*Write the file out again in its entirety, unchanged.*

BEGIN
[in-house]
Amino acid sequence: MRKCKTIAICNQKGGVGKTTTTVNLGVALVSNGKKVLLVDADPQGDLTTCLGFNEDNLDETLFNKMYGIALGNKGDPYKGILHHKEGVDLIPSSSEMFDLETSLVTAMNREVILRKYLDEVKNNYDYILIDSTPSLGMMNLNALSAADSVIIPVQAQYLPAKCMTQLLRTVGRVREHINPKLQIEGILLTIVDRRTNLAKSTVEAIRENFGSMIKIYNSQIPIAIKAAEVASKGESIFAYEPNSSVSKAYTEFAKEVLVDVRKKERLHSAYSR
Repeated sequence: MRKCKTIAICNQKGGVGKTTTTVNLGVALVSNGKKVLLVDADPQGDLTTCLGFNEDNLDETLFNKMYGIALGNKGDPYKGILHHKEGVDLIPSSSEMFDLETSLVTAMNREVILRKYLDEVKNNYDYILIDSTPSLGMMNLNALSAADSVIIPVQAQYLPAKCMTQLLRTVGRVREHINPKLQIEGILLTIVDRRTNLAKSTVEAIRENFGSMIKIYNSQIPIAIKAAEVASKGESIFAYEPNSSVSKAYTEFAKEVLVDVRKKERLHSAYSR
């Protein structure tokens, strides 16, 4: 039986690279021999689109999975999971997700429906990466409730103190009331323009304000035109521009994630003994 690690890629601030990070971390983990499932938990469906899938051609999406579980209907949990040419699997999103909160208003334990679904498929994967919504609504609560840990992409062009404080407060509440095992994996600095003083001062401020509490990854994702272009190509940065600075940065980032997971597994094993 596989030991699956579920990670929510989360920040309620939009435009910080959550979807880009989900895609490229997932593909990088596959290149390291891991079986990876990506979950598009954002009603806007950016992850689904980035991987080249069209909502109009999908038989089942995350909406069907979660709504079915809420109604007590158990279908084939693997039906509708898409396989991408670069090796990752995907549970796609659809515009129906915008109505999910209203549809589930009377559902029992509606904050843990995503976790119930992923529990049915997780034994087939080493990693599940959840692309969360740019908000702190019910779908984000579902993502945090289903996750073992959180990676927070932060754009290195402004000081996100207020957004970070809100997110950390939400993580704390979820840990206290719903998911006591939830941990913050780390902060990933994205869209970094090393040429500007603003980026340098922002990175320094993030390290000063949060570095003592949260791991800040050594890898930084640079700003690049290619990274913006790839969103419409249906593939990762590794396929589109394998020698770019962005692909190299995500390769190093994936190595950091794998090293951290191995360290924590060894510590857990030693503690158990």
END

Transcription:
[in-house]
Amino acid sequence: MRKCKTIAICNQKGGVGKTTTTVNLGVALVSNGKKVLLVDADPQGDLTTCLGFNEDNLDETLFNKMYGIALGNKGDPYKGILHHKEGVDLIPSSSEMFDLETSLVTAMNREVILRKYLDEVKNNYDYILIDSTPSLGMMNLNALSAADSVIIPVQAQYLPAKCMTQLLRTVGRVREHINPKLQIEGILLTIVDRRTNLAKSTVEAIRENFGSMIKIYNSQIPIAIKAAEVASKGESIFAYEPNSSVSKAYTEFAKEVLVDVRKKERLHSAYSR
Repeated sequence: MRKCKTIAICNQKGGVGKTTTTVNLGVALVSNGKKVLLVDADPQGDLTTCLGFNEDNLDETLFNKMYGIALGNKGDPYKGILHHKEGVDLIPSSSEMFDLETSLVTAMNREVILRKYLDEVKNNYDYILIDSTPSLGMMNLNALSAADSVIIPVQAQYLPAKCMTQLLRTVGRVREHINPKLQIEGILLTIVDRRTNLAKSTVEAIRENFGSMIKIYNSQIPIAIKAAEVASKGESIFAYEPNSSVSKAYTEFAKEVLVDVRKKERLHSAYSR
């Protein structure tokens, strides 16, 4: 039986690279021999689109999975999971997700429906990466409730103190009331323009304000035109521009994630003994 690690890629601030990070971390983990499932938990469906899938051609999406579980209907949990040419699997999103909160208003334990679904498929994967919504609504609560840990992409062009404080407060509440095992994996600095003083001062401020509490990854994702272009190509940065600075940065980032997971597994094993 596989030991699956579920990670929510989360920040309620939009435009910080959550979807880009989900895609490229997932593909990088596959290149390291891991079986990876990506979950598009954002009603806007950016992850689904980035991987080249069209909502109009999908038989089942995350909406069907979660709504079915809420109604007590158990279908084939693997039906509708898409396989991408670069090796990752995907549970796609659809515009129906915008109505999910209203549809589930009377559902029992509606904050843990995503976790119930992923529990049915997780034994087939080493990693599940959840692309969360740019908000702190019910779908984000579902993502945090289903996750073992959180990676927070932060754009290195402004000081996100207020957004970070809100997110950390939400993580704390979820840990206290719903998911006591939830941990913050780390902060990933994205869209970094090393040429500007603003980026340098922002990175320094993030390290000063949060570095003592949260791991800040050594890898930084640079700003690049290619990274913006790839969103419409249906593939990762590794396929589109394998020698770019962005692909190299995500390769190093994936190595950091794998090293951290191995360290924590060894510590857990030693503690158990």